The lack of reporting may be due to embarrassment or humiliation or simply trying to protect a family member. It is not legal, morally or ethically right to financially take advantage of someone else, particularly if they do not have the mental capacity to protect themselves. If you or your loved one has been or is being victimized, please step in and get them the help they need to stop the abuse!
Where to Get Help
While there is no one central place to report these types of crimes, there are several places to report a problem and get help if you are victim of a crime, scam or fraud. If you are a victim of a crime you should contact your local police authority and report it. You may be able to recoup some or all of your losses, but apprehending the perpetrator will also prevent them from victimizing someone else too!
Agencies That Can Help
The United States Senate Special Committee on Aging has a fraud hotline setup specifically to address the needs of seniors. You can call them toll free at 1-855-303-9470 or use the web form on their website. They are staffed weekdays 9am to 5pm EST. The Committee has investigators that specialize in fraud regarding retirement savings, identity theft, phone scams, Medicare, Social Security, and a variety of other consumer issues important to seniors and the elderly. They have also compiled a Fraud Book that you can download that features the top 10 scams reported to their hotline.
AARP has an extensive section on their website for reporting, detecting and preventing elder fraud abuse. You can also call their fraud line at 877-908-3360 to speak to volunteers trained in fraud cases. Scroll down their fraud and scams page to find a wealth of existing scams and fraud activities broken down by type to see if any match your circumstance(s) or learn more about how they work.
The National Center on Elder Abuse, established by the U.S. Administration on Aging (AoA), is another place to get great information on scams and fraud activities against seniors. While you cannot report activities here you can get can some helpful information on how to prevent these crimes. You can even narrow down assistance to your state using their state locator service.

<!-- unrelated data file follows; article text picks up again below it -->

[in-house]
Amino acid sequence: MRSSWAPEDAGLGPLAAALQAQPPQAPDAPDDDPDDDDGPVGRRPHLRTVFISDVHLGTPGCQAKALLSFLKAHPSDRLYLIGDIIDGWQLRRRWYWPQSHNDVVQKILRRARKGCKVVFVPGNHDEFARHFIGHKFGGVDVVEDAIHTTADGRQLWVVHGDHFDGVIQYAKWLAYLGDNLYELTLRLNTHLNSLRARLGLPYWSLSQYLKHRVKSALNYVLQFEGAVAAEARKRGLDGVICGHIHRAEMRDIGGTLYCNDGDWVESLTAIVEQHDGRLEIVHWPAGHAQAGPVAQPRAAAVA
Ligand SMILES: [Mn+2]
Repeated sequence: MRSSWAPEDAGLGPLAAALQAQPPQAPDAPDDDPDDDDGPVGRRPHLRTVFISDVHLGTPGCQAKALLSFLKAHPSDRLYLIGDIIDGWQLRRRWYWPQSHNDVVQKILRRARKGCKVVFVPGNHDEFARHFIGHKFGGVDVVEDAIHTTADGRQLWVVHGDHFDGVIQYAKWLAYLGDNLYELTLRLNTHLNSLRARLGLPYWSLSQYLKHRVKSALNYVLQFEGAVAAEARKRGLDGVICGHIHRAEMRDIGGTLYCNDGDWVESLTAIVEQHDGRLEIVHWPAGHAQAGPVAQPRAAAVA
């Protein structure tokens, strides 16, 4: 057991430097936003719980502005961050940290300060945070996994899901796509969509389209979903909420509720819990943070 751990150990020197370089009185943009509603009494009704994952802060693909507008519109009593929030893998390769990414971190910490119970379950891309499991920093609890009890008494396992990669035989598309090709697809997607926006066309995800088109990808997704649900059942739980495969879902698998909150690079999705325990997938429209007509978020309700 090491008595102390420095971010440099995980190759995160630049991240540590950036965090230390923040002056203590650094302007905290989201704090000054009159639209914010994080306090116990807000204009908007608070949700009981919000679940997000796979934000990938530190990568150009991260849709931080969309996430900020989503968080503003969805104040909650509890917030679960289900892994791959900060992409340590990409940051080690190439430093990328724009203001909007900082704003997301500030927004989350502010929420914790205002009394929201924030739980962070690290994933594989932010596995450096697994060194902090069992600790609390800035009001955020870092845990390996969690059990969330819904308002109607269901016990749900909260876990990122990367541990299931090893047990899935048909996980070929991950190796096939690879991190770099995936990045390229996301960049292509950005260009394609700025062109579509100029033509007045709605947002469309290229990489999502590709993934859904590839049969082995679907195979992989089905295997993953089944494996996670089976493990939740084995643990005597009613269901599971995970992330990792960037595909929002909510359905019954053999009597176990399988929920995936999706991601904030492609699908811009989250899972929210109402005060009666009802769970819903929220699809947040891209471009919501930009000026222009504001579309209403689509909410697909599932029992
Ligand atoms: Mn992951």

You can also register your home and cell phones on the Federal Trade Commission’s (FTC) Do Not Call Registry to reduce telemarketing calls. Fewer telemarketing calls means a reduced chance of falling for a phone scam. Visit the www.DoNotCall.gov website or call 888-382-1222 to register your phone number.
Families Can Help
If one or more of your parents suffer from mental impairment or you only have a single parent who lives alone, there are some issues you should consider or discuss with your children to help limit crimes, fraud and scams of elder abuse. These include:
- Designating a power of attorney and health care directives – These are often seen as private matters and usually pushed to the back burner for discussion when serious health issues arise. However, being clear on who will handle your affairs and make your health care decisions should be made when thinking is clear and free from impending serious health concerns. You can find additional assistance on these items from your local health care organization, senior center organization, elder care organization, or from online resources like AARP.
- Frequent communication with loved ones – keep tabs on your loved one(s) through regular phone calls and physical visits. More technical savvy seniors may be using smartphones, tablets and laptops with texting, emailing and video conferencing capabilities. This would allow for more communication options. (We got my mother-in-law a smartphone a year ago and we text back and forth regularly just to check in.)
- Get to know your loved one’s caregiver(s) – carefully choosing the agency and caregiver(s) to provide services to your loved one(s) is the first place to start in reducing your risk of hiring someone that may commit elder abuse. Develop a personal relationship with each caregiver and regularly engage them. They may be less likely to exploit your loved one(s) if they know you are being attentive.
- Use direct deposit for money transfers – signup for direct deposit for Social Security payments, retirement account transfers and other cash handling transactions. Reduce the amount of check cashing and handling by family and caregivers to reduce theft opportunities.
- Use Visa backed bank cards for transactions – whenever possible use bank cards for transactions to reduce cash handling needs. Be sure to guard your personal PIN numbers to eliminate theft opportunities should someone get a hold of your bank card.
- Add a “trusted” family member to your financial accounts – a “trusted” family member can act on the loved one’s behalf should they become medically or mentally impaired. They can also monitor accounts for any signs of fraud. (See AARP’s Managing a Loved One’s Money article.)
- Sign up for financial protection services – financial activity tracking services can monitor bank and other financial accounts for unusual withdrawal amounts and frequencies. Common ones include EverSafe, Lifelock, ID Watchdog and IdentityForce.